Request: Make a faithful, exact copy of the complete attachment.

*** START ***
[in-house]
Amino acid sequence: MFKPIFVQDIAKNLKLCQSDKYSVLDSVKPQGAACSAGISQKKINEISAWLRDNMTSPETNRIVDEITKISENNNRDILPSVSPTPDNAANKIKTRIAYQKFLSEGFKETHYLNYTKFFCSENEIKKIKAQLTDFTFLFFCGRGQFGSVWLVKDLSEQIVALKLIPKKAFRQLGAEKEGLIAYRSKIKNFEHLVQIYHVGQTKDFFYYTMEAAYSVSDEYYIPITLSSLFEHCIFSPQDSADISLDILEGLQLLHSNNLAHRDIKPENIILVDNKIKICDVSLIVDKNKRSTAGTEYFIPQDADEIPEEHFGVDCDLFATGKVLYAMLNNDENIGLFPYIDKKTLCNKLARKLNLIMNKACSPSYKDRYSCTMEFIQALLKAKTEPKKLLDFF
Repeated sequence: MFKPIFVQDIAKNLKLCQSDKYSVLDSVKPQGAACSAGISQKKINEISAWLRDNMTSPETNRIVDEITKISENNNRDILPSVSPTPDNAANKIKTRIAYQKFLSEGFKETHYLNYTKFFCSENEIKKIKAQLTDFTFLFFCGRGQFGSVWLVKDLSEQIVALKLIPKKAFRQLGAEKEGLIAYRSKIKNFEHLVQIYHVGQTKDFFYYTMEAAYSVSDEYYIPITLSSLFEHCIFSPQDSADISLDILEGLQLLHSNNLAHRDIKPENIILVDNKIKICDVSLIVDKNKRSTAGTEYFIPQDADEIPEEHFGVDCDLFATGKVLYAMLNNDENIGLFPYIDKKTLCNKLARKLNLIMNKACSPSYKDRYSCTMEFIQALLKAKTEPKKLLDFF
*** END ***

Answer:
[in-house]
Amino acid sequence: MFKPIFVQDIAKNLKLCQSDKYSVLDSVKPQGAACSAGISQKKINEISAWLRDNMTSPETNRIVDEITKISENNNRDILPSVSPTPDNAANKIKTRIAYQKFLSEGFKETHYLNYTKFFCSENEIKKIKAQLTDFTFLFFCGRGQFGSVWLVKDLSEQIVALKLIPKKAFRQLGAEKEGLIAYRSKIKNFEHLVQIYHVGQTKDFFYYTMEAAYSVSDEYYIPITLSSLFEHCIFSPQDSADISLDILEGLQLLHSNNLAHRDIKPENIILVDNKIKICDVSLIVDKNKRSTAGTEYFIPQDADEIPEEHFGVDCDLFATGKVLYAMLNNDENIGLFPYIDKKTLCNKLARKLNLIMNKACSPSYKDRYSCTMEFIQALLKAKTEPKKLLDFF
Repeated sequence: MFKPIFVQDIAKNLKLCQSDKYSVLDSVKPQGAACSAGISQKKINEISAWLRDNMTSPETNRIVDEITKISENNNRDILPSVSPTPDNAANKIKTRIAYQKFLSEGFKETHYLNYTKFFCSENEIKKIKAQLTDFTFLFFCGRGQFGSVWLVKDLSEQIVALKLIPKKAFRQLGAEKEGLIAYRSKIKNFEHLVQIYHVGQTKDFFYYTMEAAYSVSDEYYIPITLSSLFEHCIFSPQDSADISLDILEGLQLLHSNNLAHRDIKPENIILVDNKIKICDVSLIVDKNKRSTAGTEYFIPQDADEIPEEHFGVDCDLFATGKVLYAMLNNDENIGLFPYIDKKTLCNKLARKLNLIMNKACSPSYKDRYSCTMEFIQALLKAKTEPKKLLDFF